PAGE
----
Manila: The Philippines on Sunday rejected a USD 2 million ransom demand by the kidnappers of an elderly Irish Catholic priest in the troubled south but said it would continue efforts to ensure his release.
Paying money to free Father Michael Sinnott, 79, went against state policy, a spokesman for President Gloria Arroyo, Cerge Remonde, said.
"We will do everything to ensure his safe release," Remonde said. "We will, however, stick to the international policy of paying no ransom."
He said security forces on the southern island of Mindanao were continuing efforts to locate Sinnott, who was seized by gunmen from his missionary office in the southern city of Pagadian on October 11.
"Even the MILF is helping," Remonde said, referring to the 12,000-strong separatist group the Moro Islamic Liberation Front (MILF), which is negotiating a peace deal with the government.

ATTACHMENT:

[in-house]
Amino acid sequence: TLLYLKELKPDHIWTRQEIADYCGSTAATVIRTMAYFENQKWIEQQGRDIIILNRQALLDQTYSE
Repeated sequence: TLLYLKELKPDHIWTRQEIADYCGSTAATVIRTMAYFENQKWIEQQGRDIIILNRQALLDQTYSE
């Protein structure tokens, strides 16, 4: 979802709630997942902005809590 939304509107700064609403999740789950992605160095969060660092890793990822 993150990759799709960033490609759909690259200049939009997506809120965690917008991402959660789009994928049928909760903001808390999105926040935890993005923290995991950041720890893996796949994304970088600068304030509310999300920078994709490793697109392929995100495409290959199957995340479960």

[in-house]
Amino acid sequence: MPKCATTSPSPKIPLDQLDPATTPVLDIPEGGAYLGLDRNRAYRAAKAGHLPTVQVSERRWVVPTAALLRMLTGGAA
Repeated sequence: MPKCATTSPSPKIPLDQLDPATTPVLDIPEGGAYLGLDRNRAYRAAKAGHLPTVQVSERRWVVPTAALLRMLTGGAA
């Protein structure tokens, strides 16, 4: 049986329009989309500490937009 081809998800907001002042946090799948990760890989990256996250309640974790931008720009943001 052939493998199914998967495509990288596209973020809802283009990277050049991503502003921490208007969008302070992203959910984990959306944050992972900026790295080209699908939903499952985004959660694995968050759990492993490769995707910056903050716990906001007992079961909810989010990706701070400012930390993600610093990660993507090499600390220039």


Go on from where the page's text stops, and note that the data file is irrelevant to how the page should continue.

Sinnott`s kidnappers have released a video of the priest, showing him holding an October 22 issue of a newspaper in the first proof of life obtained by the local press.
"My kidnappers are led by commander Abu Jayad. They are asking USD 2 million as ransom money," the priest said while standing in front of what appeared to be a bed sheet or table cloth in a forested area.
"We are living in the open, in difficult circumstances. I am still in good health even if I do not have the full medicines."
News of the video, obtained by journalists on Saturday, was received with relief by Sinnott`s family and colleagues amid worries over his weak heart.
There have been conflicting reports about who is holding Sinnott, with the military initially saying he was kidnapped by a Muslim pirate active in the area.
Defence Secretary Gilberto Teodoro has said he believes Sinnott is being held by rogue elements of the MILF, a charge denied by the group.
The MILF, meanwhile, said it did not have an Abu Jayad among its ranks, but says it remains willing to deploy an armed unit for a joint rescue effort with government troops.
Sinnott`s kidnapping is the latest in a long list of abductions of foreign missionaries and tourists in the south, where al Qaeda-linked militants as well as other Muslim armed groups operate.